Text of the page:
While you could get away with using a larger case for a smaller board, that is not an optimal use case. Therefore, the motherboard form factor plays a significant role in decision-making, and hence, size matters a lot when choosing a motherboard case.
Why Is a Motherboard Needed?
As you can already make out from the information mentioned above, a motherboard acts as the foundation for all the different components of the PC.
In doing so, a motherboard not only connects all of them together but also facilitates the different components of the PC to function in cohesion. This motherboard’s ability to sync all of the PC components together so that they can work in tandem is very important in maintaining the smooth operability of the PC.
For example, since both the fans and the CPU are connected to the motherboard, the fans can sense when the temperature of critical components like the CPU exceeds the thermal limit. At this point, they begin spinning faster to reduce the temperature.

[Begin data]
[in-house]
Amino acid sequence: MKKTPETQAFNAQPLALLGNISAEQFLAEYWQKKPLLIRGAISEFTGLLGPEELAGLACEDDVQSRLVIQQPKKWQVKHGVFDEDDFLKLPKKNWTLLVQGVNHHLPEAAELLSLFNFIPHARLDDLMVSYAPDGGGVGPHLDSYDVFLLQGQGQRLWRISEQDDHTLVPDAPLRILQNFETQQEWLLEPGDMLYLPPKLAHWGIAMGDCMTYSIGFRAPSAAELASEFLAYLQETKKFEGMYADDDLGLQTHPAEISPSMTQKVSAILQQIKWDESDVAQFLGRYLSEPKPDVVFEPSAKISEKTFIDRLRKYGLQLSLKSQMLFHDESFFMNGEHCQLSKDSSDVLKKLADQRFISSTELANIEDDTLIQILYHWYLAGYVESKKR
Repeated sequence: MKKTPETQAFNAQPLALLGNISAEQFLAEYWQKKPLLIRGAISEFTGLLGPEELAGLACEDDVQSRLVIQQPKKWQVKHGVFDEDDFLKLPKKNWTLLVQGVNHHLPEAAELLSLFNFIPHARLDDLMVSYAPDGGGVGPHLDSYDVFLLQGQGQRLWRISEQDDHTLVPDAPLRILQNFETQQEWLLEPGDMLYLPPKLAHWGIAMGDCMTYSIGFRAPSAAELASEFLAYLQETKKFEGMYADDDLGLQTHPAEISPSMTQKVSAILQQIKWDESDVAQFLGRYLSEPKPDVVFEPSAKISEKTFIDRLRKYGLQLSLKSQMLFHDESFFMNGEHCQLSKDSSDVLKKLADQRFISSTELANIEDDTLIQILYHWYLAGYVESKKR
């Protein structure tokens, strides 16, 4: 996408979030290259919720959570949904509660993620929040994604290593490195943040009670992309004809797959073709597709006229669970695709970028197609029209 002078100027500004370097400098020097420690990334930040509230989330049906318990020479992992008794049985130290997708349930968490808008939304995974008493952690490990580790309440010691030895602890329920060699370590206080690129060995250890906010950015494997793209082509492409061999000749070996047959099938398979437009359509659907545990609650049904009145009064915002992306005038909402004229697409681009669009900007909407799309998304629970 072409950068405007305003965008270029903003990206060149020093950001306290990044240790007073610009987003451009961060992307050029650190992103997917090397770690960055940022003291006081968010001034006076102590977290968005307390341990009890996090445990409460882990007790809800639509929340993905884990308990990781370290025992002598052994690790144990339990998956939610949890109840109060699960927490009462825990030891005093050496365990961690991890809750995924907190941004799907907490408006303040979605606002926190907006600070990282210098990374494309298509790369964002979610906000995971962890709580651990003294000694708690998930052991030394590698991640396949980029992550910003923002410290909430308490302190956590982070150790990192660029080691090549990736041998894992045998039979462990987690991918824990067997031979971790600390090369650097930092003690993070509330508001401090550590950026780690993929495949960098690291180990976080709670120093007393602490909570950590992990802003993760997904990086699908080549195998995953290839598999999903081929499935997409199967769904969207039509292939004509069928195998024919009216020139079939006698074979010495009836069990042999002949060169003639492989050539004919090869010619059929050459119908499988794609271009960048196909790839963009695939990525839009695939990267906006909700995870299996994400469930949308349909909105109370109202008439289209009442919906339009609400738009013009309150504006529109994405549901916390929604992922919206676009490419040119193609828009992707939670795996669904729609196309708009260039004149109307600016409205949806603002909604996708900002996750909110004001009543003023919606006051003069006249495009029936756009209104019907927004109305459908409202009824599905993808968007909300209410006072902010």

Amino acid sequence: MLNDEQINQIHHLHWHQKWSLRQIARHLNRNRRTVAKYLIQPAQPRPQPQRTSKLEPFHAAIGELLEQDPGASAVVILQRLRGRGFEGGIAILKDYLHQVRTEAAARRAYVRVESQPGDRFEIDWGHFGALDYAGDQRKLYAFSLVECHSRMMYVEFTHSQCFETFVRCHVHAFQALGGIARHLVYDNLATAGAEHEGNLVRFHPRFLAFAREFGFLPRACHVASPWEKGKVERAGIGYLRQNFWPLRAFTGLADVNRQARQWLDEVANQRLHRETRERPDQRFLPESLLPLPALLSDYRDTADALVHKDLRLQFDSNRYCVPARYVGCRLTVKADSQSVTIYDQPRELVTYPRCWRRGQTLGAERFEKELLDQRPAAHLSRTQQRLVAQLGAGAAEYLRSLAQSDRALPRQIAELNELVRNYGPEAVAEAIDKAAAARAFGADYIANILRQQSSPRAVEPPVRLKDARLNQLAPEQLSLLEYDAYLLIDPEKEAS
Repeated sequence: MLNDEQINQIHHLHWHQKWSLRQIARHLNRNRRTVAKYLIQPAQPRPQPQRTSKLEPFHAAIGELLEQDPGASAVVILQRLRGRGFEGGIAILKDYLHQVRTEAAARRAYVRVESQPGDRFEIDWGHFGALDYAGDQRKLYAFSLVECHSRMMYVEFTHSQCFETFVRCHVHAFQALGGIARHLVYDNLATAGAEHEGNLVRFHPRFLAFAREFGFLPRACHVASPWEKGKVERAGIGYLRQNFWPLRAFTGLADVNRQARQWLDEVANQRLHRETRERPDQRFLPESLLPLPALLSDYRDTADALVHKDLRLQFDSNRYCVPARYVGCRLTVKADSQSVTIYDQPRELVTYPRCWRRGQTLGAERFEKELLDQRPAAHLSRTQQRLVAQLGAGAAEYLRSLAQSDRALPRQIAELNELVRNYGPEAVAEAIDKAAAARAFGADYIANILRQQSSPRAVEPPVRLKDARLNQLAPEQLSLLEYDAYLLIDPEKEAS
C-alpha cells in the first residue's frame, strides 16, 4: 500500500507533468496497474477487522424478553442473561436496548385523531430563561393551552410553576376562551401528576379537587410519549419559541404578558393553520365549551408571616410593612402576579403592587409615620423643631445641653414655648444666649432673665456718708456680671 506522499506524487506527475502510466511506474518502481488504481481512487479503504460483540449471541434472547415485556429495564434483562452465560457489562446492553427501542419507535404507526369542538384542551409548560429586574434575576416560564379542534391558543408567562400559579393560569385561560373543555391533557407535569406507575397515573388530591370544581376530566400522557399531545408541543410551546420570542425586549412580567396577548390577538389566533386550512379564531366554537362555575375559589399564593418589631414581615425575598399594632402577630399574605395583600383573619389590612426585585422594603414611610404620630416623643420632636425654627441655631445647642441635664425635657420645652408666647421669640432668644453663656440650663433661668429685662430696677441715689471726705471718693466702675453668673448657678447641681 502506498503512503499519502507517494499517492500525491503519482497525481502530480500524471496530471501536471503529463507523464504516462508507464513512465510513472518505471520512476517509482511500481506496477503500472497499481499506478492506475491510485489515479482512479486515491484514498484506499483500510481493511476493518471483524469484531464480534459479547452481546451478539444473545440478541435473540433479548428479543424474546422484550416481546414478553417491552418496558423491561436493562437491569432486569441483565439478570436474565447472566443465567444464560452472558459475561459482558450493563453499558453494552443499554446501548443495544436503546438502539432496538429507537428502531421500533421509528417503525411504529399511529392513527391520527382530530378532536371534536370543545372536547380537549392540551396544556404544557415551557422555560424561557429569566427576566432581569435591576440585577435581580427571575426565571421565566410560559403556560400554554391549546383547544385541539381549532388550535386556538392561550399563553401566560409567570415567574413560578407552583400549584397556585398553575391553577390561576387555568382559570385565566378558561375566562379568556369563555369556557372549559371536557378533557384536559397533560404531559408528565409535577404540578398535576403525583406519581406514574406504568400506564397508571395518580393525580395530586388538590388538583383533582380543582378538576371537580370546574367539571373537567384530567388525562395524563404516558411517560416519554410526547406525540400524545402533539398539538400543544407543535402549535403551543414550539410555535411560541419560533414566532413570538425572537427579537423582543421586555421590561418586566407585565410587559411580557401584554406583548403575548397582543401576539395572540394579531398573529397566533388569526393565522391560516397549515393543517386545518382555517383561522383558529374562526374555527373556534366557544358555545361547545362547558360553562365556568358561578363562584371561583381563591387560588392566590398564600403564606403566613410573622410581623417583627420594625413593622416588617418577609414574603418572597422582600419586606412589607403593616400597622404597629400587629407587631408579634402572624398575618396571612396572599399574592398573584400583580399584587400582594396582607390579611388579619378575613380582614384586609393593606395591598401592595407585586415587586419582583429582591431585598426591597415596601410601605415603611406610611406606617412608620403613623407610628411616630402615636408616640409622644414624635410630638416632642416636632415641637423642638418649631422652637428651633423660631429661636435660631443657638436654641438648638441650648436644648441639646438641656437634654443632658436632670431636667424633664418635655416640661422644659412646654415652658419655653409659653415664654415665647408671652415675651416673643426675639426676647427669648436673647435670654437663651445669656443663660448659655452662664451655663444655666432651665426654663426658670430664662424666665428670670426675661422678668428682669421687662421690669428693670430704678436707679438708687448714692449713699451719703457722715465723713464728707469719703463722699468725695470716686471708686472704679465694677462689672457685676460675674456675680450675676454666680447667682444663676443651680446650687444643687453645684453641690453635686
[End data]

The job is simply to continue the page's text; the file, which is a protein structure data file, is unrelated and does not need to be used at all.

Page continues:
This is just one example, and there are so many other components that function in unison. Therefore, the motherboard is not just a platform that connects all the PC components together but also allows them to work.
A motherboard has many elements that allow the component to perform its designated tasks. Many questions arise due to the motherboard’s complex nature, and I will be answering the most repeated ones now.
Check out some of our related motherboard buying guides.
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Check out some of the other related motherboard guides.
- How to Reset Motherboard
- What Is a Motherboard
- How to Install Motherboard
- How to Check CPU and Motherboard Compatibility
- How to Update Motherboard Drivers
- How to Test a Motherboard
This wraps up the article on the functionality of the motherboard. After knowing the functionality of the motherboard, I think we can all agree that a motherboard is a very crucial aspect of a motherboard.
To conclude, a motherboard is the cornerstone of any PC and is the foundation upon which all the PC is based.
Before I end the article, let me know which motherboard you are using in your PC. Also, mention which particular motherboard brand you like.